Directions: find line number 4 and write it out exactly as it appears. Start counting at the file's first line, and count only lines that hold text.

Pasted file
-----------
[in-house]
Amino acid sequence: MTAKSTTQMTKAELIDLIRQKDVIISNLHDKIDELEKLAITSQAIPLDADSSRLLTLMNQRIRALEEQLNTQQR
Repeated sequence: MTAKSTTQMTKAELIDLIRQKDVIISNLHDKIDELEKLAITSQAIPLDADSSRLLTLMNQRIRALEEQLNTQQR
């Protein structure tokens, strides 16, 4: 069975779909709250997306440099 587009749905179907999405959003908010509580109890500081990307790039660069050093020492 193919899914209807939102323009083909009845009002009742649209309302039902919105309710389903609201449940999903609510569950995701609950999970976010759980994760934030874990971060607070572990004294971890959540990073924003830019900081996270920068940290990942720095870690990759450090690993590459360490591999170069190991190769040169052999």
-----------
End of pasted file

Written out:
């Protein structure tokens, strides 16, 4: 069975779909709250997306440099 587009749905179907999405959003908010509580109890500081990307790039660069050093020492 193919899914209807939102323009083909009845009002009742649209309302039902919105309710389903609201449940999903609510569950995701609950999970976010759980994760934030874990971060607070572990004294971890959540990073924003830019900081996270920068940290990942720095870690990759450090690993590459360490591999170069190991190769040169052999």